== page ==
With help from 'Dionysus in 69' director, Rude Mechanicals tackle free-form production.
AMERICAN-STATESMAN ARTS WRITER
Thursday, December 03, 2009
For 'Dionysus in 69,' actors let the audience be part of the production. Richard Schechner, the original director of the 1960s production, will give a pre-show talk on Friday.
Time was when a stage with no boundary between audience and actors — and a play that changed each night according to how the audience might react — seemed all so terribly new.
It was in 1968 when theater pioneer Richard Schechner led the collective known as The Performance Group in a radical new version of the Greek tragedy, 'The Bacchae,' which Schechner called 'Dionysus in 69.' In a converted garage in New York City's Soho, Schechner and his troupe explored the limits of audience participation, kept the focus of the action always variable and flexible and even moved the show out to the street at times. Actors shed their clothes and spent most of the play naked. They switched characters and invited the audience to dance. In response, audiences staged spontaneous sit-ins or other group actions.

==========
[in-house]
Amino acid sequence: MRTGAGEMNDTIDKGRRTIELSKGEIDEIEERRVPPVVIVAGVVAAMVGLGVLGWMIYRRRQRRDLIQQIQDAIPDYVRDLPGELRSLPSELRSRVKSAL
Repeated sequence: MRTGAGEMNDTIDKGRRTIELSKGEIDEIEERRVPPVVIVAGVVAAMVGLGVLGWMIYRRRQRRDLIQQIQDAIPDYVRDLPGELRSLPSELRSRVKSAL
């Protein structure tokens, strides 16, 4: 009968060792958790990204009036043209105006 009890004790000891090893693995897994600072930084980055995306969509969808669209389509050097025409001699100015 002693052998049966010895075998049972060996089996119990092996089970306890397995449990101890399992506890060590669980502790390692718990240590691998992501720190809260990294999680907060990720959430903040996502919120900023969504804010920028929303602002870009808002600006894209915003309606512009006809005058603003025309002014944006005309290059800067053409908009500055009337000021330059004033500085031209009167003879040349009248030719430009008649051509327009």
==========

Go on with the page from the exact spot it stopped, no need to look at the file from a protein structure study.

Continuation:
'Dionysus in 69' gave a 1960s spin to Euripides' tale of the struggle — to the death — between self-control and collective passion.